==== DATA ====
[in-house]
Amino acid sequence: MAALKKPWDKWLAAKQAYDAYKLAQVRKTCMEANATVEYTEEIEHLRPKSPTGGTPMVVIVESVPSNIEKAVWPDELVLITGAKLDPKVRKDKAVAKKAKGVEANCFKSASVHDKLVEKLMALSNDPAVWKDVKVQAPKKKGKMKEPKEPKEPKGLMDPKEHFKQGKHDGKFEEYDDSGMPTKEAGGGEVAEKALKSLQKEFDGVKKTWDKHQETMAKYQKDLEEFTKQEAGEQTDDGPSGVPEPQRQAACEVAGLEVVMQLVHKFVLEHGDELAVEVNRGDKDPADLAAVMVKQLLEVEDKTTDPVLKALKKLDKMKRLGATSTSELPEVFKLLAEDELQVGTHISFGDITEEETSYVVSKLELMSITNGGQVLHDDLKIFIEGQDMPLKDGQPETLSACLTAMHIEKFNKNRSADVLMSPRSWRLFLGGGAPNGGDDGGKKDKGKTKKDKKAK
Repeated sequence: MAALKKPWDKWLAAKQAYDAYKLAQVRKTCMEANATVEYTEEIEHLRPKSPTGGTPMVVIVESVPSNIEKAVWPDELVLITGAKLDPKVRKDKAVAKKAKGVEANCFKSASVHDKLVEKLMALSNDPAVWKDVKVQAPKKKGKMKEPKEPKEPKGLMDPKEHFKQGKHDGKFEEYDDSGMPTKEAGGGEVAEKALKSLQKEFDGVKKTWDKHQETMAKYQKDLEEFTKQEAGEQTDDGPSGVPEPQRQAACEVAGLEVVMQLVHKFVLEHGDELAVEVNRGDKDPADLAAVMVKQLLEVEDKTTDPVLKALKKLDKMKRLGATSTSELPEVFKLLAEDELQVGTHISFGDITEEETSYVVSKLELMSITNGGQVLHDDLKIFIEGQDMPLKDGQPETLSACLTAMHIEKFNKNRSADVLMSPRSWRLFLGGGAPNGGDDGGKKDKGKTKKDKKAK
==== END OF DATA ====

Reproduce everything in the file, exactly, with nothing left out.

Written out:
[in-house]
Amino acid sequence: MAALKKPWDKWLAAKQAYDAYKLAQVRKTCMEANATVEYTEEIEHLRPKSPTGGTPMVVIVESVPSNIEKAVWPDELVLITGAKLDPKVRKDKAVAKKAKGVEANCFKSASVHDKLVEKLMALSNDPAVWKDVKVQAPKKKGKMKEPKEPKEPKGLMDPKEHFKQGKHDGKFEEYDDSGMPTKEAGGGEVAEKALKSLQKEFDGVKKTWDKHQETMAKYQKDLEEFTKQEAGEQTDDGPSGVPEPQRQAACEVAGLEVVMQLVHKFVLEHGDELAVEVNRGDKDPADLAAVMVKQLLEVEDKTTDPVLKALKKLDKMKRLGATSTSELPEVFKLLAEDELQVGTHISFGDITEEETSYVVSKLELMSITNGGQVLHDDLKIFIEGQDMPLKDGQPETLSACLTAMHIEKFNKNRSADVLMSPRSWRLFLGGGAPNGGDDGGKKDKGKTKKDKKAK
Repeated sequence: MAALKKPWDKWLAAKQAYDAYKLAQVRKTCMEANATVEYTEEIEHLRPKSPTGGTPMVVIVESVPSNIEKAVWPDELVLITGAKLDPKVRKDKAVAKKAKGVEANCFKSASVHDKLVEKLMALSNDPAVWKDVKVQAPKKKGKMKEPKEPKEPKGLMDPKEHFKQGKHDGKFEEYDDSGMPTKEAGGGEVAEKALKSLQKEFDGVKKTWDKHQETMAKYQKDLEEFTKQEAGEQTDDGPSGVPEPQRQAACEVAGLEVVMQLVHKFVLEHGDELAVEVNRGDKDPADLAAVMVKQLLEVEDKTTDPVLKALKKLDKMKRLGATSTSELPEVFKLLAEDELQVGTHISFGDITEEETSYVVSKLELMSITNGGQVLHDDLKIFIEGQDMPLKDGQPETLSACLTAMHIEKFNKNRSADVLMSPRSWRLFLGGGAPNGGDDGGKKDKGKTKKDKKAK